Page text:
I agree with the prior attorney's answer. But also, many lenders require that you have the property listed for sale for a certain number of months, at least three if not six, before they will even consider a deed in lieu of foreclosure. Also, the home owner will need to produce their financial information to show that they can no linger afford the home.
I agree with the prior attorney's answer; only attorneys may provide legal representation. Now, your realtor may be a witness for you if they have firsthand knowledge about something that is pertinent about the eviction, but that's it.
I practice in Washington, but you need to speak with an experienced real estate attorney in your area immediately. Not only for the purpose of your refinance, but that loan is clouding your title. Even worse, if your neighbor were to default on their mortgage, Bank of America could commence foreclosure action against the neighbor, but it likely would be for your property. You certainly would have a valid defense against the foreclosure, but it would be best to resolve this issue before it got...
In Washington, I would advise you to go to small claims court and recoup what you are owed for your tenants' breaking of the lease agreement. If they do file for bankruptcy, then the most you can do is file a Proof of Claim in case there are assets in their bankruptcy estate.
If your ex-s's bankruptcy was a no-asset chapter 7 bankruptcy and they inadvertently omitted a debt, then in theory that omitted debt is disharged as well. But, if the debt was purposely omitted, or it is non-dischargeable- as you assert- then you should definately contact an attorney in your state to protect your claim against your ex-spouse.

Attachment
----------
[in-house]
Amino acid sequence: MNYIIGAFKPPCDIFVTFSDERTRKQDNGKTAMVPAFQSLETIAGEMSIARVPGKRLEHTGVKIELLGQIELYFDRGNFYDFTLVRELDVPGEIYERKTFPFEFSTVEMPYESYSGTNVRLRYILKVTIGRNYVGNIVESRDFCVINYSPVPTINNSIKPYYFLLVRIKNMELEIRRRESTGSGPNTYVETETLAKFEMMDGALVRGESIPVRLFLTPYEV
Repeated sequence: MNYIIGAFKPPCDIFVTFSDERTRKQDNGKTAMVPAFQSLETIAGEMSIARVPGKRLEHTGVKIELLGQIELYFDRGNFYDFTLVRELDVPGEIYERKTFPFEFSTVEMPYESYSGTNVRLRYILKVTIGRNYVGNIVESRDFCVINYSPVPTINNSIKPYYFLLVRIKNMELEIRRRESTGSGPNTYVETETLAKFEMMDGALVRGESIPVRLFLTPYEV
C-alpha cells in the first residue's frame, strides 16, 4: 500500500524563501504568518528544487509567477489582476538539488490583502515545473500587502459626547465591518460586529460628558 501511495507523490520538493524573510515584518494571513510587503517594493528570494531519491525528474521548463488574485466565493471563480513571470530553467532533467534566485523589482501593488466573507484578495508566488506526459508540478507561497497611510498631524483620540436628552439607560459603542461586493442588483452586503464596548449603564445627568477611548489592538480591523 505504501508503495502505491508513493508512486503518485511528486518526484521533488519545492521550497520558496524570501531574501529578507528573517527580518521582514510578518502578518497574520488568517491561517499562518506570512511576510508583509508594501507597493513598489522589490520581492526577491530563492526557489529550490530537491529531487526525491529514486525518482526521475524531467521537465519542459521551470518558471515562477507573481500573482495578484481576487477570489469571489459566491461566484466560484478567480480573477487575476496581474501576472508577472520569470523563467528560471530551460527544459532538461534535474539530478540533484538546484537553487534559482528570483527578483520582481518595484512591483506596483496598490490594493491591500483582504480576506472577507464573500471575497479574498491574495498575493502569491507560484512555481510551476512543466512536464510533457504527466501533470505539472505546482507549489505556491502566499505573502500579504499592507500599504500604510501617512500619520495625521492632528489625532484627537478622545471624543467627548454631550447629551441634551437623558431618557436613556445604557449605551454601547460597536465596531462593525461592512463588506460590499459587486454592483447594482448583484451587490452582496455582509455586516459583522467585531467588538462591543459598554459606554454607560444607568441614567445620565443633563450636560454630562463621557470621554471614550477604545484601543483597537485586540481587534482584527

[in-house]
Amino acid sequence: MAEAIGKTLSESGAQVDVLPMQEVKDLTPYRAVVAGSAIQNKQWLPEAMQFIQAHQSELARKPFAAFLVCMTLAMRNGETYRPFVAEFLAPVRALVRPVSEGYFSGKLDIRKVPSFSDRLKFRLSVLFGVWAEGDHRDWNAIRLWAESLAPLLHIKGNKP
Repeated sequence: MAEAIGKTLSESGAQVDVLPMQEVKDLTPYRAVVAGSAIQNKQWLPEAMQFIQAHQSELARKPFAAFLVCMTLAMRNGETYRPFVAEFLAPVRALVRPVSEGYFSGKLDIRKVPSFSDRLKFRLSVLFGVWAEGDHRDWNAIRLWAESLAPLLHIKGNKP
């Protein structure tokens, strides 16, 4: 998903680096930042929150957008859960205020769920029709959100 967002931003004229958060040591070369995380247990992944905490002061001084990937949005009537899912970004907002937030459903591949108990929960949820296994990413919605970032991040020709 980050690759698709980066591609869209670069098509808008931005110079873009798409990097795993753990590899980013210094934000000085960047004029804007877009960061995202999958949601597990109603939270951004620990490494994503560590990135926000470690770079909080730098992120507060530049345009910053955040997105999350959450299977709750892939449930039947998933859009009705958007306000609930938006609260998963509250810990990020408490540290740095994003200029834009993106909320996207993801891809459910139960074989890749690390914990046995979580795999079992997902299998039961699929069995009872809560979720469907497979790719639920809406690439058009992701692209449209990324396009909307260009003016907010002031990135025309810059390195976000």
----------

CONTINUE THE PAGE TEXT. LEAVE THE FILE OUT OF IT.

In Washington, the home legally belongs to the home owner until the bank repossesses the home in a foreclosure. In our state, lenders can foreclose judicially or non-judicially, these are different processes for foreclosing on a home. Once the foreclosure occurs, if an individual stays in the home, the bank- who is now the new homeowner- has to go through the legal process of evicting that individual.
Also, as long as your mortgage(s) were properly including in your bankruptcy and were...
Based on the limited number of facts provided, it sounds as though you may be eligible to file for a Chapter 7 bankruptcy and have this debt discharged. But you certainly should
meet with a bankruptcy attorney because there are many other factors to consider, including your income, family size, other debts, assets, and what exemptions may be available to you. You may need to consider filing a Chapter 13 bankruptcy, depending upon your circumstances.
Under the changes in the Bankruptcy Abuse Prevention and Consumer Protection Act, a debtor may refile for bankruptcy 8 years after a prior discharge. Assuming your prior bankruptcy was discharged in October 2000, you should be able to refile now. The bankruptcy process may take 4-6 months to complete, and now requires that you take a credit counseling course within 180 days prior to you filing for bankruptcy, and also require that you take a financial managemen course prior to discharge.